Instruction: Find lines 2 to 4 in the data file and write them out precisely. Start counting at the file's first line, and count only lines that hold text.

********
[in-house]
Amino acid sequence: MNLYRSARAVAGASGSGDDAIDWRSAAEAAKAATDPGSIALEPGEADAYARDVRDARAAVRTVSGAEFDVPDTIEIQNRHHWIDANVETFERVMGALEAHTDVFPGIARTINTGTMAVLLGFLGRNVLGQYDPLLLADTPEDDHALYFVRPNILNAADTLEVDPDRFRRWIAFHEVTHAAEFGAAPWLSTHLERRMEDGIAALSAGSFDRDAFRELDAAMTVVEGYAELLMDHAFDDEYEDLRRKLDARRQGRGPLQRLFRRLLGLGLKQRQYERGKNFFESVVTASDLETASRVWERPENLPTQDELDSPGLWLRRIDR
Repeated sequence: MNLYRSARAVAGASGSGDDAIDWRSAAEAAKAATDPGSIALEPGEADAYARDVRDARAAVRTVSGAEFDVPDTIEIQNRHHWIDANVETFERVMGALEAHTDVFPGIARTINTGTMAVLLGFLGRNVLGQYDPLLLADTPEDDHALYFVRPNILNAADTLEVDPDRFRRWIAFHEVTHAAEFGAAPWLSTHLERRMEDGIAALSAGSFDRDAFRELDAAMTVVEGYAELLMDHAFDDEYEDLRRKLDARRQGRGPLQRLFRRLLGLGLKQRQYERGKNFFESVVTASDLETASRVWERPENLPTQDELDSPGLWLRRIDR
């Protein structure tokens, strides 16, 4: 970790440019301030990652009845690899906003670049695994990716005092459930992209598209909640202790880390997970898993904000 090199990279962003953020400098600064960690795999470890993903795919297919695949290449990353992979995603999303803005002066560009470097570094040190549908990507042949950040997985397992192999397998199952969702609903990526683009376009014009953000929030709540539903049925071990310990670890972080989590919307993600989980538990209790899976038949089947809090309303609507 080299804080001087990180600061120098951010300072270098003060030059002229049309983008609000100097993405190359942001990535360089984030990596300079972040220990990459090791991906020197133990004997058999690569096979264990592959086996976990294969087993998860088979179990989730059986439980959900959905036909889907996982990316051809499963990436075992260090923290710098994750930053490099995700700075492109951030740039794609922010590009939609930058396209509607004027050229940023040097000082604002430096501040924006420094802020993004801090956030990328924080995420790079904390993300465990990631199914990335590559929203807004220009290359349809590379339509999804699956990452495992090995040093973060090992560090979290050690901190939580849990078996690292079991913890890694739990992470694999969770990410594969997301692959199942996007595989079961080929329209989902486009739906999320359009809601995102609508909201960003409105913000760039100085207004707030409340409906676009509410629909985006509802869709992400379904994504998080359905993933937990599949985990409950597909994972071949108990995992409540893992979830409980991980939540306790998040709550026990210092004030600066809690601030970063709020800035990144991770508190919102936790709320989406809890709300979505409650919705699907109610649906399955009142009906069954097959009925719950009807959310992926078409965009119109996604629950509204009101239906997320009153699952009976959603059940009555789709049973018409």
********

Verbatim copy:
Amino acid sequence: MNLYRSARAVAGASGSGDDAIDWRSAAEAAKAATDPGSIALEPGEADAYARDVRDARAAVRTVSGAEFDVPDTIEIQNRHHWIDANVETFERVMGALEAHTDVFPGIARTINTGTMAVLLGFLGRNVLGQYDPLLLADTPEDDHALYFVRPNILNAADTLEVDPDRFRRWIAFHEVTHAAEFGAAPWLSTHLERRMEDGIAALSAGSFDRDAFRELDAAMTVVEGYAELLMDHAFDDEYEDLRRKLDARRQGRGPLQRLFRRLLGLGLKQRQYERGKNFFESVVTASDLETASRVWERPENLPTQDELDSPGLWLRRIDR
Repeated sequence: MNLYRSARAVAGASGSGDDAIDWRSAAEAAKAATDPGSIALEPGEADAYARDVRDARAAVRTVSGAEFDVPDTIEIQNRHHWIDANVETFERVMGALEAHTDVFPGIARTINTGTMAVLLGFLGRNVLGQYDPLLLADTPEDDHALYFVRPNILNAADTLEVDPDRFRRWIAFHEVTHAAEFGAAPWLSTHLERRMEDGIAALSAGSFDRDAFRELDAAMTVVEGYAELLMDHAFDDEYEDLRRKLDARRQGRGPLQRLFRRLLGLGLKQRQYERGKNFFESVVTASDLETASRVWERPENLPTQDELDSPGLWLRRIDR
């Protein structure tokens, strides 16, 4: 970790440019301030990652009845690899906003670049695994990716005092459930992209598209909640202790880390997970898993904000 090199990279962003953020400098600064960690795999470890993903795919297919695949290449990353992979995603999303803005002066560009470097570094040190549908990507042949950040997985397992192999397998199952969702609903990526683009376009014009953000929030709540539903049925071990310990670890972080989590919307993600989980538990209790899976038949089947809090309303609507 080299804080001087990180600061120098951010300072270098003060030059002229049309983008609000100097993405190359942001990535360089984030990596300079972040220990990459090791991906020197133990004997058999690569096979264990592959086996976990294969087993998860088979179990989730059986439980959900959905036909889907996982990316051809499963990436075992260090923290710098994750930053490099995700700075492109951030740039794609922010590009939609930058396209509607004027050229940023040097000082604002430096501040924006420094802020993004801090956030990328924080995420790079904390993300465990990631199914990335590559929203807004220009290359349809590379339509999804699956990452495992090995040093973060090992560090979290050690901190939580849990078996690292079991913890890694739990992470694999969770990410594969997301692959199942996007595989079961080929329209989902486009739906999320359009809601995102609508909201960003409105913000760039100085207004707030409340409906676009509410629909985006509802869709992400379904994504998080359905993933937990599949985990409950597909994972071949108990995992409540893992979830409980991980939540306790998040709550026990210092004030600066809690601030970063709020800035990144991770508190919102936790709320989406809890709300979505409650919705699907109610649906399955009142009906069954097959009925719950009807959310992926078409965009119109996604629950509204009101239906997320009153699952009976959603059940009555789709049973018409």